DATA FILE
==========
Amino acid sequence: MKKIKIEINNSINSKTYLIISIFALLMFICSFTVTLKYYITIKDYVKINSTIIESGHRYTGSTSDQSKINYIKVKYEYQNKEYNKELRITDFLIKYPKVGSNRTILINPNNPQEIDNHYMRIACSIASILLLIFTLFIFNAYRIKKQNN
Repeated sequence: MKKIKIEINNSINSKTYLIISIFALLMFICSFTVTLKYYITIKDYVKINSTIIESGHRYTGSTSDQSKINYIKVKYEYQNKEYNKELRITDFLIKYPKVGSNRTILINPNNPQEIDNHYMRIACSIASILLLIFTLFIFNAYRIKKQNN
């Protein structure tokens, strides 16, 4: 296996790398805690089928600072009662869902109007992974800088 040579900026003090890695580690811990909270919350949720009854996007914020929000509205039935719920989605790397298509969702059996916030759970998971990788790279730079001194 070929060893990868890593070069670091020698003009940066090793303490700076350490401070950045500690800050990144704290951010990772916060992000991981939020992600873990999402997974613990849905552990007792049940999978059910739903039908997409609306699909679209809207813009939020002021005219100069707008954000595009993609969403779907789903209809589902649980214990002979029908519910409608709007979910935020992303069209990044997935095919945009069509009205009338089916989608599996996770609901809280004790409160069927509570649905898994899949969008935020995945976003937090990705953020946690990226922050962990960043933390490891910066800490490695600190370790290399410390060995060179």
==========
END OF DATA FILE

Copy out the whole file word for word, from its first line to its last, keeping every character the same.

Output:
Amino acid sequence: MKKIKIEINNSINSKTYLIISIFALLMFICSFTVTLKYYITIKDYVKINSTIIESGHRYTGSTSDQSKINYIKVKYEYQNKEYNKELRITDFLIKYPKVGSNRTILINPNNPQEIDNHYMRIACSIASILLLIFTLFIFNAYRIKKQNN
Repeated sequence: MKKIKIEINNSINSKTYLIISIFALLMFICSFTVTLKYYITIKDYVKINSTIIESGHRYTGSTSDQSKINYIKVKYEYQNKEYNKELRITDFLIKYPKVGSNRTILINPNNPQEIDNHYMRIACSIASILLLIFTLFIFNAYRIKKQNN
């Protein structure tokens, strides 16, 4: 296996790398805690089928600072009662869902109007992974800088 040579900026003090890695580690811990909270919350949720009854996007914020929000509205039935719920989605790397298509969702059996916030759970998971990788790279730079001194 070929060893990868890593070069670091020698003009940066090793303490700076350490401070950045500690800050990144704290951010990772916060992000991981939020992600873990999402997974613990849905552990007792049940999978059910739903039908997409609306699909679209809207813009939020002021005219100069707008954000595009993609969403779907789903209809589902649980214990002979029908519910409608709007979910935020992303069209990044997935095919945009069509009205009338089916989608599996996770609901809280004790409160069927509570649905898994899949969008935020995945976003937090990705953020946690990226922050962990960043933390490891910066800490490695600190370790290399410390060995060179």